But don’t just listen to God’s word. You must do what it says. Otherwise, you are only fooling yourselves. For if you listen to the word and don’t obey, it is like glancing at your face in a mirror. You see yourself, walk away, and forget what you look like. But if you look carefully into the perfect law that sets you free, and if you do what it says and don’t forget what you heard, then God will bless you for doing it. (James 1:22-25 NLT).


Notice the promise that is also included in the above verses., “if you do what it says and don’t forget what you heard, then God will bless you for doing it.”


The second mistake was in my prayer. We can read and even memorize Bible verses, but without a relationship with God it is fruitless. Prayer can be a dialogue between us and God that builds that relationship. If we have confessed our sins and acknowledged Christ as our Savior then prayer can become a source of comfort, strength, guidance, and healing.1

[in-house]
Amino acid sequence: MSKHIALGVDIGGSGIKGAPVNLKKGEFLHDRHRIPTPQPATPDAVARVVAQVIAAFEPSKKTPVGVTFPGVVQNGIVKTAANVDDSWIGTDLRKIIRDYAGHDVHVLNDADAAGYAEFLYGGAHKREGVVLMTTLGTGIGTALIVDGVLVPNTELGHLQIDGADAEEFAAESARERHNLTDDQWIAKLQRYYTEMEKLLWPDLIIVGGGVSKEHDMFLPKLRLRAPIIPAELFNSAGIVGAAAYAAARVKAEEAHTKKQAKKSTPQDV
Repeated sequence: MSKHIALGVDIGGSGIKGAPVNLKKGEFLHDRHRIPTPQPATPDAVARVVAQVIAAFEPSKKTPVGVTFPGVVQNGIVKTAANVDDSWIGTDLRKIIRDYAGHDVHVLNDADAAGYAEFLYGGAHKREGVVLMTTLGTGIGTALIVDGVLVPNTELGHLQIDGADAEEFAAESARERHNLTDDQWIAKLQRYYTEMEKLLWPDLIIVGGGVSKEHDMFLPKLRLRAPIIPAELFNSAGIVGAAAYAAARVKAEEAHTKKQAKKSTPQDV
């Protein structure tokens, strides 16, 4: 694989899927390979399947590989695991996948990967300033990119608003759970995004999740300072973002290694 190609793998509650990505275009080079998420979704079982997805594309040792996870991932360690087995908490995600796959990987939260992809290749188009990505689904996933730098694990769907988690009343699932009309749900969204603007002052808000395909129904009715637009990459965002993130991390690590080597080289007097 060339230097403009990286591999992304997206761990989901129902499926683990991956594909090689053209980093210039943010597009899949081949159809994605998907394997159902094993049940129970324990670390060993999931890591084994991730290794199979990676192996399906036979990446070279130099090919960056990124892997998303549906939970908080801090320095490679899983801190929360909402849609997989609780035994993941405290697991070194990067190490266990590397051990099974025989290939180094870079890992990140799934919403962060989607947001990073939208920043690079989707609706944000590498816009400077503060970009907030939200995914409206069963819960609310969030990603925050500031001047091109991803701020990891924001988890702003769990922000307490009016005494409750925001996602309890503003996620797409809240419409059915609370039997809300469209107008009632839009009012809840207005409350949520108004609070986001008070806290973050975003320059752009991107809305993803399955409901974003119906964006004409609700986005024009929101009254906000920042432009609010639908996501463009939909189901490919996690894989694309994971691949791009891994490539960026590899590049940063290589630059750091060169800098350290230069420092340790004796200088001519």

1 Thessalonians 5:14-18 says this:

Rejoice always!

Pray constantly.

Give thanks in everything,

For this is God’s will for you

In Christ Jesus. (HCSB)


Being in constant prayer doesn’t mean giving God a list of demands repeatedly, but having a dialogue with Him throughout the day. Thank Him for the blessings He has provided and ask Him for what you need. Most importantly, listen to the stirrings of your heart where His response may be felt. 2


After hearing from the voice of conviction, I redirected my approach and began to pray in a new way about the problem I was facing. I embraced the words in Scripture that applied to my particular situation, and when I prayed I asked God to not just reveal Himself to me, but to reveal Himself through me. I prayed in such a way as to model 1 Thessalonians 5. As a result, I witnessed God’s faithfulness and answer to my prayer.

In what ways do you keep from acting like the forgetful man in the mirror?




For more on prayer visit: The Priority of Prayer





1.Dr. Charles Stanley. “The Priority of Prayer.” In Touch Ministries, Inc. Sept. 8, 2016.

Accessed 9/11/16.